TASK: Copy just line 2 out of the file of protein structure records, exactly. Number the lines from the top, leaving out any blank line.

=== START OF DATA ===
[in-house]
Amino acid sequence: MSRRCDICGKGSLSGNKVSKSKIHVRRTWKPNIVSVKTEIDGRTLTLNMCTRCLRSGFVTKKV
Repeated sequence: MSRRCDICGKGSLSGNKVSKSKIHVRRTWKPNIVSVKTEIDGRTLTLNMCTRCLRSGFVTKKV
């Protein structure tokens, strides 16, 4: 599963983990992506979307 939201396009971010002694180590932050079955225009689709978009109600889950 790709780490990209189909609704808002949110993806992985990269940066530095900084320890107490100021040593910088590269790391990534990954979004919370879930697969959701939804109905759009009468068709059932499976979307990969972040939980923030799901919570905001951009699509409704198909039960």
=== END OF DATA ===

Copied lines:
Amino acid sequence: MSRRCDICGKGSLSGNKVSKSKIHVRRTWKPNIVSVKTEIDGRTLTLNMCTRCLRSGFVTKKV